Sembi Movie Review: Prabu Solomon is one filmmaker who loves telling earthy stories that are set away from city life. He brings out various emotions through his characters — who mostly look real and intense. Sembi is no different. We can’t help but travel alongside with passengers in the bus, who are shattered by the story of 10-year-old Sembi.
Though the narrative weakens a bit in the second half and a few sequences are illogical, the film has its heart at the right place and keeps us engaged.
Ten-year-old Sembi and her grandmother Veerayi (Kovai Sarala), an apiarist, live peacefully amidst nature in the hilly regions of Kodaikanal. They lead a beautiful life until three influential miscreants, who crave for sexual pleasures, shatter all their dreams.
When a police officer hits Sembi and forces her grandmother to withdraw the case, the latter has no other option but to thrash the officer to death.
The two escape and board a bus called Anbu, which is on its way from Kodaikanal to Dindigul. Can the passengers on the bus, who are from different walks of life, bring justice to the tribal woman and her innocent granddaughter despite political intervention?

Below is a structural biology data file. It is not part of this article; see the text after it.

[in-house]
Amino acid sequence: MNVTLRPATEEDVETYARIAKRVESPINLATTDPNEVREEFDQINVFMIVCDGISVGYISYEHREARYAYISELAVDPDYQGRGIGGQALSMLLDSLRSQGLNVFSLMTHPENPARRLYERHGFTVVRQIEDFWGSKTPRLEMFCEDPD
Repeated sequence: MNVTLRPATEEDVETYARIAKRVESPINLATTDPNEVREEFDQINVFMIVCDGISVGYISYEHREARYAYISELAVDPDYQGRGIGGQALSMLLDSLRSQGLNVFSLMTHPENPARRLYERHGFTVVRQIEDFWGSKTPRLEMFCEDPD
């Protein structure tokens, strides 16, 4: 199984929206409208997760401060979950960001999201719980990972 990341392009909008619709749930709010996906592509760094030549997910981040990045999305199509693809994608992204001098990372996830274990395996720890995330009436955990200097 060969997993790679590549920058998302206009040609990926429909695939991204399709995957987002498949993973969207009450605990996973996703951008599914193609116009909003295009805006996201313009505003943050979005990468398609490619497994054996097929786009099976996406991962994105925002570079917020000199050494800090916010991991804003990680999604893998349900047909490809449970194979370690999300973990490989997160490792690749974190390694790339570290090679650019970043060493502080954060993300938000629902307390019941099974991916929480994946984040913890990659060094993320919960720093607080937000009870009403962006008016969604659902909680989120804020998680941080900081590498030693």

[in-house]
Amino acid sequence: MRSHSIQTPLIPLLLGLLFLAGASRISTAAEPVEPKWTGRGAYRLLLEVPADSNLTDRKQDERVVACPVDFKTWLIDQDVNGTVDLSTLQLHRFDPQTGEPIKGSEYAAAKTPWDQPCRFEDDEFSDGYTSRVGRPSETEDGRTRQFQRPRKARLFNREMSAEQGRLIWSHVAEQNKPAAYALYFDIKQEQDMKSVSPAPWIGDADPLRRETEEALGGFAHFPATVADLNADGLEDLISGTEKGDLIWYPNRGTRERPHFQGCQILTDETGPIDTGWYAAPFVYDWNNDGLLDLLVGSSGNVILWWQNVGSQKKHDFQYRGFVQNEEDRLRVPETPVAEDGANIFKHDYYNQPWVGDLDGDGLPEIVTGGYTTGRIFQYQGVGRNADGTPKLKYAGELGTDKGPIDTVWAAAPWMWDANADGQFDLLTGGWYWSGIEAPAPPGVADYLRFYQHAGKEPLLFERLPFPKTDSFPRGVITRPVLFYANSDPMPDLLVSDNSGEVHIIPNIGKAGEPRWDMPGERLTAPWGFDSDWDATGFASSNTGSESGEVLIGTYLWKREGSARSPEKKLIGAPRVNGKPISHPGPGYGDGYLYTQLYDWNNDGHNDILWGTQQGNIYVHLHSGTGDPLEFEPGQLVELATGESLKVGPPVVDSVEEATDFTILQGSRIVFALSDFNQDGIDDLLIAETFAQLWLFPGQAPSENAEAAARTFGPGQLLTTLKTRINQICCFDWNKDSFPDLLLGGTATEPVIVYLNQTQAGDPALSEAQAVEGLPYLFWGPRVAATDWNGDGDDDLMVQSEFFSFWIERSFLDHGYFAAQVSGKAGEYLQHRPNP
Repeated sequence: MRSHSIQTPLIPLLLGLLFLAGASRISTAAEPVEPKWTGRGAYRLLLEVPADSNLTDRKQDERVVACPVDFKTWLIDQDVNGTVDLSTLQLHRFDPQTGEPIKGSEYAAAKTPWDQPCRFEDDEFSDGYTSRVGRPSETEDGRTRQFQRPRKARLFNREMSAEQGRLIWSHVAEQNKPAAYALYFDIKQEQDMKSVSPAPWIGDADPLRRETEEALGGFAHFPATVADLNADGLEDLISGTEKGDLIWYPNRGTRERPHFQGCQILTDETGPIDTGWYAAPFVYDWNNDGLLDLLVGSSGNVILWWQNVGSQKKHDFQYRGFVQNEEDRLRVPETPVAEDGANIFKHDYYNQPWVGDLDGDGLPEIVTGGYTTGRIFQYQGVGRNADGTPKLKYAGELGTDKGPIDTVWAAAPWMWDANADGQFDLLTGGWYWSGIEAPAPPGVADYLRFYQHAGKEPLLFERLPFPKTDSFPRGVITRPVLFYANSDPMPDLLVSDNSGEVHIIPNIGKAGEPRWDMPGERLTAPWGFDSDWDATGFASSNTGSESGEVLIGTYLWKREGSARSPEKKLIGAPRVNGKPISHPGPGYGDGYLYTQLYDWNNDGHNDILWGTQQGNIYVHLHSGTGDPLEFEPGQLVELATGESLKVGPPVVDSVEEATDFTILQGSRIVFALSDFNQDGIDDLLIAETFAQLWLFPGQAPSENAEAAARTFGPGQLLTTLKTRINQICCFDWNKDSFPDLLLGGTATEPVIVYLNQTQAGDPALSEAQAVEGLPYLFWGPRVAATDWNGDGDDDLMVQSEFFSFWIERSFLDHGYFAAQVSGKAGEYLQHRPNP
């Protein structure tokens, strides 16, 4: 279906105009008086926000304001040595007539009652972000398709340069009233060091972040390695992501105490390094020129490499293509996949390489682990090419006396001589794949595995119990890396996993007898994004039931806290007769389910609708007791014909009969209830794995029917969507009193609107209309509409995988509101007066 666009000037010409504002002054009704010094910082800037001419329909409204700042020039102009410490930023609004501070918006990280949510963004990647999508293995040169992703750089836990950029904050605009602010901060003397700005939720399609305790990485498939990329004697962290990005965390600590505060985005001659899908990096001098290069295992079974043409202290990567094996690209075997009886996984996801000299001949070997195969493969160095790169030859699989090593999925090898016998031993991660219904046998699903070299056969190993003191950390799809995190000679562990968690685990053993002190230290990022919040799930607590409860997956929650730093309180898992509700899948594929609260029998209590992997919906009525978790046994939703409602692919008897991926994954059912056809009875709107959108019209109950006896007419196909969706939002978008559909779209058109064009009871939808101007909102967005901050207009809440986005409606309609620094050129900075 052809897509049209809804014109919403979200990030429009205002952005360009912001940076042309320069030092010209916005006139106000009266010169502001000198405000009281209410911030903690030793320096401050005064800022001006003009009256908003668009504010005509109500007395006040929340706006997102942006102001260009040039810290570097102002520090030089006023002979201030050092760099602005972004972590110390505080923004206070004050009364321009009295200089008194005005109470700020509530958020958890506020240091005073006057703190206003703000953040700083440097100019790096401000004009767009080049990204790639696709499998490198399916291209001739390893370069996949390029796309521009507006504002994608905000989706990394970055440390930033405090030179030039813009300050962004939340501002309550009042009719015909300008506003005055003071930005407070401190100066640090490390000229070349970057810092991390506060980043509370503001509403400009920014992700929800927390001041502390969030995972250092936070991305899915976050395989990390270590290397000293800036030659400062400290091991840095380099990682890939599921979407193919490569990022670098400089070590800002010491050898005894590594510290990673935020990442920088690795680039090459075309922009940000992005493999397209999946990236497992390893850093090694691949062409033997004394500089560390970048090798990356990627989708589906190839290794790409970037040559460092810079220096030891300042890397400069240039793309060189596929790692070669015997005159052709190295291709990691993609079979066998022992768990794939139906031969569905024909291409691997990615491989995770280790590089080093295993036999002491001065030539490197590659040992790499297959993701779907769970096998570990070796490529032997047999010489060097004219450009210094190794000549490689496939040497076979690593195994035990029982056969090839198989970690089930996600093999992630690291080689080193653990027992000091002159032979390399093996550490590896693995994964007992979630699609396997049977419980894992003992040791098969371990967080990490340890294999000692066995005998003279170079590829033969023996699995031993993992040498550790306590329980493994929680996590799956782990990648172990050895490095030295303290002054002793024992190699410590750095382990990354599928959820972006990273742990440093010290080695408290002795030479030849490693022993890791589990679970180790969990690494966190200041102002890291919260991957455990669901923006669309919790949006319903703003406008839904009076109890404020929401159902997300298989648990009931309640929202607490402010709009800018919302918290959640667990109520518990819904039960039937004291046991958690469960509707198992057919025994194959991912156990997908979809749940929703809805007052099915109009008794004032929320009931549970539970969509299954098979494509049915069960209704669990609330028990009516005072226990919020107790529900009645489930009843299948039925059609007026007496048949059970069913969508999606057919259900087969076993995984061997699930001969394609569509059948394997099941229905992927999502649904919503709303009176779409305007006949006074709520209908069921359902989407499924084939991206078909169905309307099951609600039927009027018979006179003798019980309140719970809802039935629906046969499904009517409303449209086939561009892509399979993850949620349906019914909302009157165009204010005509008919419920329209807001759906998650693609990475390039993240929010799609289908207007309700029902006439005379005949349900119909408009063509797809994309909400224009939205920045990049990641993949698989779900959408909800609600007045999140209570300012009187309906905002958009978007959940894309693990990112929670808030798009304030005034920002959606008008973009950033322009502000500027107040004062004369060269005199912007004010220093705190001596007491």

Sembi is definitely not something that we haven’t seen before. But what’s new here are the characters and setting of the story. We fall in love with Veerayi and her attributes in the very first scene when she explains to Sembi on how to extract honey from honeycomb. The visual extravaganza in the first few scenes help us get an insight about their lives.
The scene in which Veeraiyi thrashes the policeman and escapes with her granddaughter is great. But the disappointing factor is that the director fails to maintain her traits throughout. It’s OK to bring in a saviour of sorts in the second half, but it’s also equally important to elevate Veeraiyi’s character and make her seem like a rebel from downtrodden society.
Ashwin Kumar has done a neat job and his character is powerful enough. However, events that unfold in the second half should have been more intriguing and intense. The scene in which all the 24 passengers shift to another bus, though shot well, doesn’t help the plot.
Sembi is definitely a truthful attempt as the director has managed to make us feel the pain of the central characters. Cinematography (Jeevan) is top class as the picturesque locales of Kodaikanal are a treat to the eyes. The music and background score of Nivas K Prasanna helps elevate the emotional moments. The costume designer and makeup artiste need applause for adding a bit of realism onscreen.
Kovai Sarala’s intense performance is a treat to watch. She has done great justice to the role and carries the film on her shoulders.